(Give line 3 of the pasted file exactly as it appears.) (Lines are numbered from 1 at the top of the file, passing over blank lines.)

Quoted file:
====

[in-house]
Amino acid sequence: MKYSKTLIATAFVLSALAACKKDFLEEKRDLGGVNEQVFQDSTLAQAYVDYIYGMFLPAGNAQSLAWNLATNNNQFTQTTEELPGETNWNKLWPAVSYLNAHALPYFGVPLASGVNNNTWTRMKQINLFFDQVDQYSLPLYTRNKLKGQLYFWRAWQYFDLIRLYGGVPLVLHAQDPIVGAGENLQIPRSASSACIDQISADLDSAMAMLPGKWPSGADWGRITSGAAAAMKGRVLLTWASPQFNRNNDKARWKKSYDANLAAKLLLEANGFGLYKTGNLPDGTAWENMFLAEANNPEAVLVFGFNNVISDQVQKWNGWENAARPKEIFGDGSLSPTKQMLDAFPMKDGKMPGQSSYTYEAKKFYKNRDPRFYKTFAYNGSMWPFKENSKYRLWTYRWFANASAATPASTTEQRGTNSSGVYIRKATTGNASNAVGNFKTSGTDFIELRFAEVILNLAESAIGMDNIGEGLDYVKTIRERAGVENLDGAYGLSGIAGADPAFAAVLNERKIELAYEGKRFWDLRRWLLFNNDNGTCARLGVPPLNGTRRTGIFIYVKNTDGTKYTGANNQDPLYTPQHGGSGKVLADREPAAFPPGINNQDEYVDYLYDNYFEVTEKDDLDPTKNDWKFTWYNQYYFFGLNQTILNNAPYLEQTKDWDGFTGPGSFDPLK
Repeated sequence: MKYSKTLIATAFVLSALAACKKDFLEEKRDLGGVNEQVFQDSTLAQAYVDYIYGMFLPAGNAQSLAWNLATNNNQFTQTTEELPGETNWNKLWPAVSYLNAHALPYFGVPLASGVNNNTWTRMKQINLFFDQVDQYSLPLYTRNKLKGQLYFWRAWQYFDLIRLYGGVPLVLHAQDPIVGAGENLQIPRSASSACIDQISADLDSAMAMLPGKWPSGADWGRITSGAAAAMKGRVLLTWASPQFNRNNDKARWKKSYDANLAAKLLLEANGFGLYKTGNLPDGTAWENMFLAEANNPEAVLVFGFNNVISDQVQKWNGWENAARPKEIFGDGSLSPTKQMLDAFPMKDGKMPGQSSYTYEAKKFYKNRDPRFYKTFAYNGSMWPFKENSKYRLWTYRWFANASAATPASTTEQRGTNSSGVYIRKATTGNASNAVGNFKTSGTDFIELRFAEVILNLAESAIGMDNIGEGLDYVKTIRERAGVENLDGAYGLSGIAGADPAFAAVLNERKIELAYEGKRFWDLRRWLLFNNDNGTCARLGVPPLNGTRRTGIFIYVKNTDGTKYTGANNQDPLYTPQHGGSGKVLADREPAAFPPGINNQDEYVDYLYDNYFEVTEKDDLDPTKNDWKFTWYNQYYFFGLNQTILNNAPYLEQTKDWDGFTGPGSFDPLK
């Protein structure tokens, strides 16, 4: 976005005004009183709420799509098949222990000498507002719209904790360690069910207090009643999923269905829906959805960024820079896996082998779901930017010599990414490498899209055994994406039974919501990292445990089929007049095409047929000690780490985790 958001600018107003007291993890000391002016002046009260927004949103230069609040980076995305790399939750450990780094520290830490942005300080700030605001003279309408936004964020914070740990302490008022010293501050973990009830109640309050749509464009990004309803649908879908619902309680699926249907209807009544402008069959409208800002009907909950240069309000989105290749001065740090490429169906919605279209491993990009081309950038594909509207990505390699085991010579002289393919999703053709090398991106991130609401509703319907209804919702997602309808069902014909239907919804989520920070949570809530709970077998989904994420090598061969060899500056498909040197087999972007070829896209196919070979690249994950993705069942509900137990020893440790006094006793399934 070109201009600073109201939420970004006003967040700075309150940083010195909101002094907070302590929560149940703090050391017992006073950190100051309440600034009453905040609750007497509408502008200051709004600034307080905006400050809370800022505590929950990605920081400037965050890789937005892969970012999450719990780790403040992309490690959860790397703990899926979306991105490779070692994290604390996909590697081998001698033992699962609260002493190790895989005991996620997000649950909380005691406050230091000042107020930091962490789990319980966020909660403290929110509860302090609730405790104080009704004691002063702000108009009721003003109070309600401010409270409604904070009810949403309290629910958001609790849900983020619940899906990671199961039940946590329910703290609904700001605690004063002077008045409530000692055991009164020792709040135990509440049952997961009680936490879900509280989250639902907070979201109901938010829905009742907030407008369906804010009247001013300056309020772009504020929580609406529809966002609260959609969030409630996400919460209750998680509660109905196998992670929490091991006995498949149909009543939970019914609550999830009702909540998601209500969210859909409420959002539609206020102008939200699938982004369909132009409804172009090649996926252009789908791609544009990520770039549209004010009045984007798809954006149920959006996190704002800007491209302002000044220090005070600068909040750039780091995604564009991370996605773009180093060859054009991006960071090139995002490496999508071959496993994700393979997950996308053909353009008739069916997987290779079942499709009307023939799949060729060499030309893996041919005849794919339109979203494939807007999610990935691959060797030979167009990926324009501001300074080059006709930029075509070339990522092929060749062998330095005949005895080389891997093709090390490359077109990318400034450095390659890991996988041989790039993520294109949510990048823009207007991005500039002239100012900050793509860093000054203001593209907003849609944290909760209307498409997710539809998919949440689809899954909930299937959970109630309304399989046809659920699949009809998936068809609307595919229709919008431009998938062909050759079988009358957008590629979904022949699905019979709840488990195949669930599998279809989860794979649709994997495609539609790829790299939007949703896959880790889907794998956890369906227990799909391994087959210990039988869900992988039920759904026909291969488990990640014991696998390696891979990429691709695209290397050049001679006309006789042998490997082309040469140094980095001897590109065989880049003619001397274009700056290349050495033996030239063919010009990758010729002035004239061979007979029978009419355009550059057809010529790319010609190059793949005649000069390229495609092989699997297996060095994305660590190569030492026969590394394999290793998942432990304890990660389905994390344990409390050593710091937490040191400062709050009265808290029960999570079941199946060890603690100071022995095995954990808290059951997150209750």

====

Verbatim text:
Repeated sequence: MKYSKTLIATAFVLSALAACKKDFLEEKRDLGGVNEQVFQDSTLAQAYVDYIYGMFLPAGNAQSLAWNLATNNNQFTQTTEELPGETNWNKLWPAVSYLNAHALPYFGVPLASGVNNNTWTRMKQINLFFDQVDQYSLPLYTRNKLKGQLYFWRAWQYFDLIRLYGGVPLVLHAQDPIVGAGENLQIPRSASSACIDQISADLDSAMAMLPGKWPSGADWGRITSGAAAAMKGRVLLTWASPQFNRNNDKARWKKSYDANLAAKLLLEANGFGLYKTGNLPDGTAWENMFLAEANNPEAVLVFGFNNVISDQVQKWNGWENAARPKEIFGDGSLSPTKQMLDAFPMKDGKMPGQSSYTYEAKKFYKNRDPRFYKTFAYNGSMWPFKENSKYRLWTYRWFANASAATPASTTEQRGTNSSGVYIRKATTGNASNAVGNFKTSGTDFIELRFAEVILNLAESAIGMDNIGEGLDYVKTIRERAGVENLDGAYGLSGIAGADPAFAAVLNERKIELAYEGKRFWDLRRWLLFNNDNGTCARLGVPPLNGTRRTGIFIYVKNTDGTKYTGANNQDPLYTPQHGGSGKVLADREPAAFPPGINNQDEYVDYLYDNYFEVTEKDDLDPTKNDWKFTWYNQYYFFGLNQTILNNAPYLEQTKDWDGFTGPGSFDPLK